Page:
Did you know King John penned the first draft of the Magna Carta on the back of a beer mat while getting off his pickle down the pub? You wouldn’t, because it’s a lie, but that’s not to say pubs haven’t played a huge part in shaping British culture.
Angel, Elephant & Castle, Manor House, Royal Oak and Swiss Cottage tube stations were all named after nearby pubs, while the Great Train Robbery, the Communist Manifesto and The Beatles’ career all have roots at the humble British pub.
At some point, each of these pubs played a pivotal role in shaping the world we live in:
The Freemasons Arms, Covent Garden, London
A genuine claim to being the spiritual home of football, it was here, in 1863, that members of the nascent Football Association met to agree a universal set of rules for the beautiful game – controversially choosing not to introduce VAR.
The Skirrid Mountain Inn, Abergavenny, Wales
Reputed to be the oldest pub in Wales, it’s believed around 200 convicts were hanged over the stairwell at this Brecon Beacons inn. It was also a rallying point for Owain Glyndwr – the last native Welshman to hold the title Prince of Wales – and his men during their revolt against English rule in Wales in the 15th century.
The Eagle, Cambridge
This 16th century coaching inn is renowned for being the spot where Francis Crick and James Watson announced they had discovered the structure of DNA in 1953.
The Talbot Hotel, Oundle, Northamptonshire
Not the first, or last, example of someone feeling off their head after a stint in a pub; the main staircase at the Talbot was descended by Mary Queen of Scots on the day of her execution in 1587.
The Jamaica Wine House, City of London
Pre-dating Pret and ahead of the Costa curve; the ‘Jampot’ dates back to 1652 when Pasqua Rosée opened London’s first coffee shop on the site. Legend has it that staff regularly misspelled his name on takeaway cups and pioneered milk foaming.
The Jacaranda, Liverpool, Merseyside
The Liverpool institution, opened in 1958, was a regular haunt of The Beatles during their student days. Then known as ‘The Silver Beetles’, they launched their genre-defining career at the Jacaranda, then owned by the band’s first manager, Allan Williams.
The Mayflower, Rotherhithe, London
Legend has it that in 1620, the captain of The Mayflower, Christopher Jones, moored his Virginia-bound ship at this Rotherhithe pub to avoid paying taxes further down river. Almost 400 years later, it's estimated that 10m living Americans, and as many as 35m people worldwide, are descended from the Pilgrims that arrived in ‘The New World’ on board.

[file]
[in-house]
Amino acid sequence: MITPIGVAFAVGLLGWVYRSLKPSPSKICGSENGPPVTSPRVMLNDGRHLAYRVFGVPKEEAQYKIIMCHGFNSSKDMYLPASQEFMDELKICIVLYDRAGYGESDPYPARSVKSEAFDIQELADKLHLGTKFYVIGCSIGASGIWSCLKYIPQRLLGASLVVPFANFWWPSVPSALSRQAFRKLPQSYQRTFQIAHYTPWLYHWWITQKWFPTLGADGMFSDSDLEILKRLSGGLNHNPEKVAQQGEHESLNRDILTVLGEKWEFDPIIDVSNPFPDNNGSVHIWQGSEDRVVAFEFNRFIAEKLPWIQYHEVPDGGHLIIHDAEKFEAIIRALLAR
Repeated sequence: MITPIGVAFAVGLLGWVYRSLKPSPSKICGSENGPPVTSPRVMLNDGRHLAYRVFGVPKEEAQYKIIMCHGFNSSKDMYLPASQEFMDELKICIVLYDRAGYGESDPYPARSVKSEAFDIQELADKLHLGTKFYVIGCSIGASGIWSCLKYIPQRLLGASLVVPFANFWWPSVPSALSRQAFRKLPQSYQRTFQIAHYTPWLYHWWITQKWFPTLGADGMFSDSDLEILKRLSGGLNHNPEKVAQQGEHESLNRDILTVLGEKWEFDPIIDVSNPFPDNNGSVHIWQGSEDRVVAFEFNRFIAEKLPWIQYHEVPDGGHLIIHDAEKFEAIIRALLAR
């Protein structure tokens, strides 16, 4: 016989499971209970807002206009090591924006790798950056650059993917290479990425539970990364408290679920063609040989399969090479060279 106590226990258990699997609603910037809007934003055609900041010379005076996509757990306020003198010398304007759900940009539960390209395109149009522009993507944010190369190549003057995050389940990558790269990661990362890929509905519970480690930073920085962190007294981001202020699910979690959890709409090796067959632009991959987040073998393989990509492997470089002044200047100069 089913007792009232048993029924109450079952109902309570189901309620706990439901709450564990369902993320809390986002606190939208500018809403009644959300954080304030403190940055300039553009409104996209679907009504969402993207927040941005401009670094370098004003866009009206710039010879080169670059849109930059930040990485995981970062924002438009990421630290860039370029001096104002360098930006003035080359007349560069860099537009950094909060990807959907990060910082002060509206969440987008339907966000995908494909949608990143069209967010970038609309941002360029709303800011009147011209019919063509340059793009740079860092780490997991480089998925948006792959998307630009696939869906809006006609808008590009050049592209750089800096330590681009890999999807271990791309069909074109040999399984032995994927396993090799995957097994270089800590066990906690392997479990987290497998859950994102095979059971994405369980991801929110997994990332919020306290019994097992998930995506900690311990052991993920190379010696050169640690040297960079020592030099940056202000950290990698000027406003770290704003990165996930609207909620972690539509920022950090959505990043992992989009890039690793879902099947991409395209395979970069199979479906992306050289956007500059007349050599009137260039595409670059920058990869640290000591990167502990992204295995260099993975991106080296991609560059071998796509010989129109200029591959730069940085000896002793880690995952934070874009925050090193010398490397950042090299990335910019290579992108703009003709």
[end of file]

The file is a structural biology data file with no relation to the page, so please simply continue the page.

The Olde Coach House, Ashby St Ledgers, Northamptonshire
The room above a gatehouse on the Catesby Estate, where this pub now stands, was used by Guy Fawkes and co to engineer the ultimately ill-fated Gunpowder Plot to blow up parliament in 1605.
The Dove, Hammersmith, London
Another pub with musical history, The Dove in west London – also home to the capital’s smallest bar – is where the words of Rule Britannia were written.
The White Hart, Overton, Hampshire
On 5 November 1805, Lt John Lapenotiere changed horses at the pub as he was carrying the news of the Battle of Trafalgar, and the death of Lord Nelson, from Falmouth to the Admiralty in London.
Ye Olde Trip to Jerusalem, Nottingham
Built into the rock beneath Nottingham Castle – a favoured stronghold of Richard the Lionheart – legend has it that this 12th century brewhouse was a regular haunt for medieval warriors bound for the Crusades.
The George & Dragon, Yarm, North Yorkshire
The promoters of the Stockton and Darlington Railway met here to hatch plans for the construction of what would become the first public railway in the world.
The Drayton Court Hotel, West Ealing, London
Vietnamese leader Ho Chi Minh – who fronted the Vietnamese nationalist movement for more than three decades, fighting against Japanese, French and American incursions in south-east Asia – worked as a kitchen porter as this west London hotel after arriving in the capital in 1913.
The White Hart Royal, Moreton-in-Marsh, Gloucestershire
King Charles I stayed over at the hotel in 1644, leaving without paying his bill. Historians still debate whether or not this was a contributing factor in parliament’s decision to execute him five years later.